Western Canada Cup features the best field yet
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Western Canada Cup features the best field yet

The top five teams in Western Canada square off over the next nine days in the Western Canada Cup

Hockey fans are you ready?

The top five teams in Western Canada square off over the next nine days starting Saturday in the 2017 Western Canada Cup (WCC), presented by Sun Life Financial, at the South Okanagan Events Centre. Two RBC Cup berths are on the line May 6 and 7.

Representing the B.C. Hockey League are the champion Penticton Vees and Chilliwack Chiefs, who lost 1-0 in overtime to the Vees in Game 7. Alberta is represented by the Brooks Bandits, the No.1 team in the Canadian Junior Hockey League. Then there is the No. 5 ranked Battlefords North Stars, who swept their way through the Saskatchewan Junior Hockey League playoffs and the Portage Terriers, who have three-peated as Manitoba Junior Hockey League champs.

“This is probably the deepest field in the history of the Western Canada Cup,” said Vees president, coach and GM Fred Harbinson. “It should make for a great event. A great week of hockey for our fans.”

The Vees enter the WCC, which started in 2013 in Nanaimo, as the first hosts to punch their ticket into the tournament by winning their league.

The Vees square off against the North Stars Saturday at 7 p.m. The North Stars won their first Canalta Cup in 17 years against the Flin Flon Bombers. Harbinson said they possess a large back end and offensive fire power. In their 12 playoff games, the North Stars scored 63 goals while allowing 25.

North Stars head coach-GM Nate Bedford said his group of returning players still felt the sting of losing to the Bombers last year in five games.

“I think we beating the Flin Flon Bombers is a good indicator of how good we were this year,” said Bedford, whose wife gave birth to their second child, a boy, days before heading off for the WCC. “To be able to sweep 12 straight is a good indicator of good team leadership and discipline.”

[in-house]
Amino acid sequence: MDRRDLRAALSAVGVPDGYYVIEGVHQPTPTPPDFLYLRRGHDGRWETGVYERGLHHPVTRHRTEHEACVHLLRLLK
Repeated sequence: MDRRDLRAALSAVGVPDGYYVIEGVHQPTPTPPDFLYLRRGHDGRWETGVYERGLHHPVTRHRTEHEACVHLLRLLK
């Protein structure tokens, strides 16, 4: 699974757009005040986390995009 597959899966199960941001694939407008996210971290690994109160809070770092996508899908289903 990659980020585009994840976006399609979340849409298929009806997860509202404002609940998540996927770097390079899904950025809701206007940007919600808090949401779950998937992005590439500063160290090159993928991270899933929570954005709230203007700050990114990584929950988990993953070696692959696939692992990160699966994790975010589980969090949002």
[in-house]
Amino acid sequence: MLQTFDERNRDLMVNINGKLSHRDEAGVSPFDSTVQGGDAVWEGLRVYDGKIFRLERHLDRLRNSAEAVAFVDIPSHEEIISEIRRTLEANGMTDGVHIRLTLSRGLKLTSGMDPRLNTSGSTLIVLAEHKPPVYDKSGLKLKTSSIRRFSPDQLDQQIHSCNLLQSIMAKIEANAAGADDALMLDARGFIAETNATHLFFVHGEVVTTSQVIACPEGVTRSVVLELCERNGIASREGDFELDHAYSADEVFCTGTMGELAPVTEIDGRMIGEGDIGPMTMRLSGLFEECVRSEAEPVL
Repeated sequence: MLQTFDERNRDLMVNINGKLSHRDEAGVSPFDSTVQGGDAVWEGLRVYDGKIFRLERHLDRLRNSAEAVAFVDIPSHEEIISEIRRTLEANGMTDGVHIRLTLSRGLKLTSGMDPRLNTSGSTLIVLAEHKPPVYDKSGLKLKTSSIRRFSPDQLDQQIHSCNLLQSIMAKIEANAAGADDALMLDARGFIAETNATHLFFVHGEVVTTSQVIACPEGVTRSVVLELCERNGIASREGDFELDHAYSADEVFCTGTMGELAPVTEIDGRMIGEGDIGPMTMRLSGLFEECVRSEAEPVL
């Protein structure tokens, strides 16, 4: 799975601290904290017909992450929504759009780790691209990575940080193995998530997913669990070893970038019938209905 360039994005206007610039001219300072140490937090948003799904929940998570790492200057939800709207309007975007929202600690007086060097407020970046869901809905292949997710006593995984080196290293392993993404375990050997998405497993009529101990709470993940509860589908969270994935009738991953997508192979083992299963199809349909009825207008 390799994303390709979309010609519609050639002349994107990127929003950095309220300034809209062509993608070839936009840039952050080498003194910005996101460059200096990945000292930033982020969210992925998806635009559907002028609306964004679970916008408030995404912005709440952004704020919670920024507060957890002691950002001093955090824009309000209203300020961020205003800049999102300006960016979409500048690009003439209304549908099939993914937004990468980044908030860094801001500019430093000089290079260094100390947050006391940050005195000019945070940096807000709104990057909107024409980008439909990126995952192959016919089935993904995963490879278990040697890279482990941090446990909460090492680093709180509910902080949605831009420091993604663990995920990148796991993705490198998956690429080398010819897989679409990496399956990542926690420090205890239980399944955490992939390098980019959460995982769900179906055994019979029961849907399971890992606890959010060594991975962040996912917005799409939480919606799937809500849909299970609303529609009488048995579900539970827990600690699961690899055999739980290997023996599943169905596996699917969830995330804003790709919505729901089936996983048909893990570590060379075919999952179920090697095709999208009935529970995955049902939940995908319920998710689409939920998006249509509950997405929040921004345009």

Yet Bedford, in his first season with the North Stars, has no illusions of what the North Stars face.

“We know we are in tough being the first time we have been there,” said Bedford, whose squad won 48 of 58 games in the regular season. “This time of year is a bit uncharted for us. We’re the rookies here. There is going to be some nerves. We’re confident we can compete with the other four teams.”

The North Stars come in with a strong goaltending tandem of Taryn Kotchorek (2.04 goal against average in the playoffs) and Joel Grzybowski (2.09 goals against average in five playoff games). Bedford likes his team to play physical and be difficult to play against in all three zones.

“I think we play really well defensively. I think our goaltending is top notch,” he said. “I think our focus is on team defence. We’re certainly capable of scoring as well. We’re a pretty well rounded team.”

The North Stars count on Coby Downs (25 points in 11 games) and Layne Young (23 points in 12 games). On the back-end, Connor Sych and Kendall Fransoo are the keys.

Related: Bandits ride in as Canada’s best

The Portage Terriers, fifth in the MJHL, and winners of the 2015 RBC Cup, may be the underdogs after taking out the first, third and fourth place teams. Terriers coach Blake Spiller said for his team to three-peat against the OCN Blizzard “was a huge accomplishment.”

“We lost the first two games in OCN by big scores but our guys seemed to get going in Game 3 at home and found a way to get back in the series and ultimately win,” said Spiller.

A challenge for the MJHL champs was knowing who they are as a team.

“We seemed to lack an identity most of the season and were inconsistent throughout the regular season,” said Spiller, who has guided the Terriers to six league championships since taking over in 2006. “We seemed to be a team that responded very well when we got behind in every series in the playoffs.”

Offensively, the Terriers were led by Jeremey Leipsic, who put up 100 points in 60 regular season games to lead the league, and added 19 points in 18 playoff games. Teammates Chase Brakel was right behind with 80 points, including 15 in the playoffs.

The Terriers also feature former Vee Ty Barnstable, who was dealt for Taylor Sanheim. Barnstable led the Terriers with 10 goals in the playoffs. In 24 regular season games, Barnstable put up 12 goals and 21 points.

“It will be a great experience for our young guys and we hope to get off to a good start in the tournament and see how things shake out,” said Spiller.

Vees forward Duncan Campbell agreed that the tournament is similar to the Memorial Cup, which he played in last year with the Brandon Wheat Kings.

“It’s not as series. You can’t get up or down in a series or anything like that,” he said. “You have to be prepared for every single game. “You have got to come out guns blazing. There’s not really many second chances. You just got to play your best.”

Campbell said it will be refreshing to face different teams, which also brings new challenges since they haven’t seen the Bandits, North Stars or Terriers.

“Some teams may be skilled. Some teams may be hard hitting, grinding teams,” he said. “You never know what to expect. We’re ready for the challenge.”

WCC notes: Luke Bast, brother of Vees defenceman Gabe Bast, is an affiliate player with the Brooks Bandits of the Alberta Junior Hockey League. As of early this week, it wasn’t certain if Bast would play due to an injury.

Chilliwack ChiefsPenticton VeesWestern Canada Cup

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